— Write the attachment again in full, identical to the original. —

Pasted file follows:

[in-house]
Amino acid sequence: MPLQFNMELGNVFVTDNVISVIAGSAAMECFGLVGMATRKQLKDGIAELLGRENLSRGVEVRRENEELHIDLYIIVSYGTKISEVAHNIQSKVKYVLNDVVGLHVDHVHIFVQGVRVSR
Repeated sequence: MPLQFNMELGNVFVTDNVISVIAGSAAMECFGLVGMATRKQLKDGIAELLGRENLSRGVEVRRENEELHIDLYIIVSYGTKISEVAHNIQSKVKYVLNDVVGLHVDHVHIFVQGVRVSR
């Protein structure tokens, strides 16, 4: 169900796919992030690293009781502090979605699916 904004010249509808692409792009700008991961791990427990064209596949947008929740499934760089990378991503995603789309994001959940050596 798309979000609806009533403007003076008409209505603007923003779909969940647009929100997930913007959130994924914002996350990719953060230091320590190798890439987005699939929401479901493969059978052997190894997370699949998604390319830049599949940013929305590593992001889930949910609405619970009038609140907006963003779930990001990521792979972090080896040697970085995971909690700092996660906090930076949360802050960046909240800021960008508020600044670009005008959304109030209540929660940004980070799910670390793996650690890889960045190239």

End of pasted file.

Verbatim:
[in-house]
Amino acid sequence: MPLQFNMELGNVFVTDNVISVIAGSAAMECFGLVGMATRKQLKDGIAELLGRENLSRGVEVRRENEELHIDLYIIVSYGTKISEVAHNIQSKVKYVLNDVVGLHVDHVHIFVQGVRVSR
Repeated sequence: MPLQFNMELGNVFVTDNVISVIAGSAAMECFGLVGMATRKQLKDGIAELLGRENLSRGVEVRRENEELHIDLYIIVSYGTKISEVAHNIQSKVKYVLNDVVGLHVDHVHIFVQGVRVSR
């Protein structure tokens, strides 16, 4: 169900796919992030690293009781502090979605699916 904004010249509808692409792009700008991961791990427990064209596949947008929740499934760089990378991503995603789309994001959940050596 798309979000609806009533403007003076008409209505603007923003779909969940647009929100997930913007959130994924914002996350990719953060230091320590190798890439987005699939929401479901493969059978052997190894997370699949998604390319830049599949940013929305590593992001889930949910609405619970009038609140907006963003779930990001990521792979972090080896040697970085995971909690700092996660906090930076949360802050960046909240800021960008508020600044670009005008959304109030209540929660940004980070799910670390793996650690890889960045190239």